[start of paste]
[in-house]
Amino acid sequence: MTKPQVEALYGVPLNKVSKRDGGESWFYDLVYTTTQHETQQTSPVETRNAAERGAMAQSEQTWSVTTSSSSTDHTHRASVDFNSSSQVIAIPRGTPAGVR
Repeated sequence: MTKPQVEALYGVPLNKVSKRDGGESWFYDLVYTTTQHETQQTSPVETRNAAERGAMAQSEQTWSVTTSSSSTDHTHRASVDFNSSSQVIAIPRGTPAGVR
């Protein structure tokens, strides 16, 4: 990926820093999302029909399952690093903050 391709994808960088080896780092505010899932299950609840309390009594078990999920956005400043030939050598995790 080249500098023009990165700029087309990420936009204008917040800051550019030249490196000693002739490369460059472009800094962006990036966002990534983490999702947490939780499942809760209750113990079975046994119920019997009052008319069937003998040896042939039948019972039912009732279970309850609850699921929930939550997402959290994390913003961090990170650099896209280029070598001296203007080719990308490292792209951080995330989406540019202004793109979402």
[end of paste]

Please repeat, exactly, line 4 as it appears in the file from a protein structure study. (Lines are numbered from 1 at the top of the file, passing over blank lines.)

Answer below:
């Protein structure tokens, strides 16, 4: 990926820093999302029909399952690093903050 391709994808960088080896780092505010899932299950609840309390009594078990999920956005400043030939050598995790 080249500098023009990165700029087309990420936009204008917040800051550019030249490196000693002739490369460059472009800094962006990036966002990534983490999702947490939780499942809760209750113990079975046994119920019997009052008319069937003998040896042939039948019972039912009732279970309850609850699921929930939550997402959290994390913003961090990170650099896209280029070598001296203007080719990308490292792209951080995330989406540019202004793109979402």